by Maurice de Kay Thompson
Publisher: The MacMillan Company 1911
Number of pages: 366
This is an account of the most important electrochemical industries, as well as the principal applications of electrochemistry in the laboratory. The plan adopted in this book has been to discuss each subject from the theoretical and from the technical point of view separately. In the theoretical part a knowledge of theoretical chemistry is assumed.
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by J. Karl Johnson - University of Pittsburgh
This text will provide the student with basic thermodynamic tools for solving many classes of problems. It is intended for first year chemical engineering graduate students with at least one undergraduate course in classical thermodynamics.
by B.D. Cullity - Addison-Wesley
Intended to acquaint the reader with the theory of x-ray diffraction, the experimental methods involved, and the main applications. It stresses X-ray diffraction rather than metallurgy. Designed for beginners, not a reference for the advanced reader.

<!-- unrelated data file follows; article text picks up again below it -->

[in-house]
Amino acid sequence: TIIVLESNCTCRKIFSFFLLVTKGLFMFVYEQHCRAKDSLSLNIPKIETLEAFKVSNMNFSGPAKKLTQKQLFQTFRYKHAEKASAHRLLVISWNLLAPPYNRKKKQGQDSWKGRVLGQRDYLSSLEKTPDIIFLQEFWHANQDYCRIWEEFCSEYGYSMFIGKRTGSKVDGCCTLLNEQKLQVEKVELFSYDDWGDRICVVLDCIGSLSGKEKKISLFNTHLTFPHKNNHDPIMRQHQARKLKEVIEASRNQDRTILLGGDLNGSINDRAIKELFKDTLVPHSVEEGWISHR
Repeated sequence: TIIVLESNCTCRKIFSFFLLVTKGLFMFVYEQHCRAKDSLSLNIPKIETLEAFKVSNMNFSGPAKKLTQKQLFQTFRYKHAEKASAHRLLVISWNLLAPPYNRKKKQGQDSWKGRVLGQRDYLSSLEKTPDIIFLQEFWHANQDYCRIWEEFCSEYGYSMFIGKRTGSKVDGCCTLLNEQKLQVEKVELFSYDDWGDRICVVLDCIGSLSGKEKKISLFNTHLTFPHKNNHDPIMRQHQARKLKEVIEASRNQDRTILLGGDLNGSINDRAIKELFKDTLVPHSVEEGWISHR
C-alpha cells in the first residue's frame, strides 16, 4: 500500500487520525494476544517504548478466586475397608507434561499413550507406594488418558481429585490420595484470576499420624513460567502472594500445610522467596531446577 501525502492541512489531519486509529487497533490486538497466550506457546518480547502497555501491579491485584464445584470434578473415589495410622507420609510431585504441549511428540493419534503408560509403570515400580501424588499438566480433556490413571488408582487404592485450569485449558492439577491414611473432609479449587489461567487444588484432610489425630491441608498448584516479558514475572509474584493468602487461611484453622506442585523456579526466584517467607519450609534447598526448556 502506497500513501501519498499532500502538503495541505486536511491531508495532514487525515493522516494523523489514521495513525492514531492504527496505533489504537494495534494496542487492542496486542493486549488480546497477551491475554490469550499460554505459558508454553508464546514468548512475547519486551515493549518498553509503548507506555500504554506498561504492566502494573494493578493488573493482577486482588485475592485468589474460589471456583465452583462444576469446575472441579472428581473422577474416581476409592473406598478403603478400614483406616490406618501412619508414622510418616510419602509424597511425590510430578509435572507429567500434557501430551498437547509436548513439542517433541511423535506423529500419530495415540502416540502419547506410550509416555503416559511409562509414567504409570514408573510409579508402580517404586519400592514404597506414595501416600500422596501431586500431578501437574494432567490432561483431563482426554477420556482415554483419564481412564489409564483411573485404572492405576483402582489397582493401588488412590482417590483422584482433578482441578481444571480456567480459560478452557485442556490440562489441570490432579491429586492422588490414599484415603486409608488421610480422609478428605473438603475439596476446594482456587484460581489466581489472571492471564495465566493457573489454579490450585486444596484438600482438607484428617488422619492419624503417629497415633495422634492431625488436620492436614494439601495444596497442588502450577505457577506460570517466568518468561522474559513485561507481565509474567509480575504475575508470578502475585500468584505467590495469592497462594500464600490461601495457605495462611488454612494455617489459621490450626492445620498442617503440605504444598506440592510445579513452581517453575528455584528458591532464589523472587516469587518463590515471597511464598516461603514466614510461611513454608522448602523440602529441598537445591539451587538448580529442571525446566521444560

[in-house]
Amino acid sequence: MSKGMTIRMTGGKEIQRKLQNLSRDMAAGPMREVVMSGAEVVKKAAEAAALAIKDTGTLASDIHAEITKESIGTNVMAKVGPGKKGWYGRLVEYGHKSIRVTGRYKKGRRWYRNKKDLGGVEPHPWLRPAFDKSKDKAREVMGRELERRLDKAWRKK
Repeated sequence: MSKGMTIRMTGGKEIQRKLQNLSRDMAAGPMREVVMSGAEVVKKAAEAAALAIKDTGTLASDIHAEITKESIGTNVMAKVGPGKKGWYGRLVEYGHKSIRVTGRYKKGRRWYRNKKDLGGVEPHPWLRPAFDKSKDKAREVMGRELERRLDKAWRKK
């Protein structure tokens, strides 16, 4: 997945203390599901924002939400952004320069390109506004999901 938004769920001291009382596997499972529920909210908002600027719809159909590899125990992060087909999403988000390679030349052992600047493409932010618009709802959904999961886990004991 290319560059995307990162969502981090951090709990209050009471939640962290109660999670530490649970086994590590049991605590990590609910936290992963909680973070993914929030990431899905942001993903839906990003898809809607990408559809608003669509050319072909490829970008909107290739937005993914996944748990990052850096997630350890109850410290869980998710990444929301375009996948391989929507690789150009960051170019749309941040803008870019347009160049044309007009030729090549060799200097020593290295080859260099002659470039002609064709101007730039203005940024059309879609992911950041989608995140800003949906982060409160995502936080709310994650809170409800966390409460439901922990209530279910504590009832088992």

by Leo Lue - Bookboon
This book covers the transport of momentum, heat, and mass in non-equilibrium systems. It derives balance equations for general properties and introduces the concepts of convective and diffusive flux. These are applied to the conservation of mass.
by Mark E. E. Davis, Robert J. J. Davis - McGraw-Hill
An introduction to the quantitative treatment of chemical reaction engineering. The book is appropriate for a one-semester undergraduate or first-year graduate course. The text covers both homogeneous and heterogeneous reacting systems.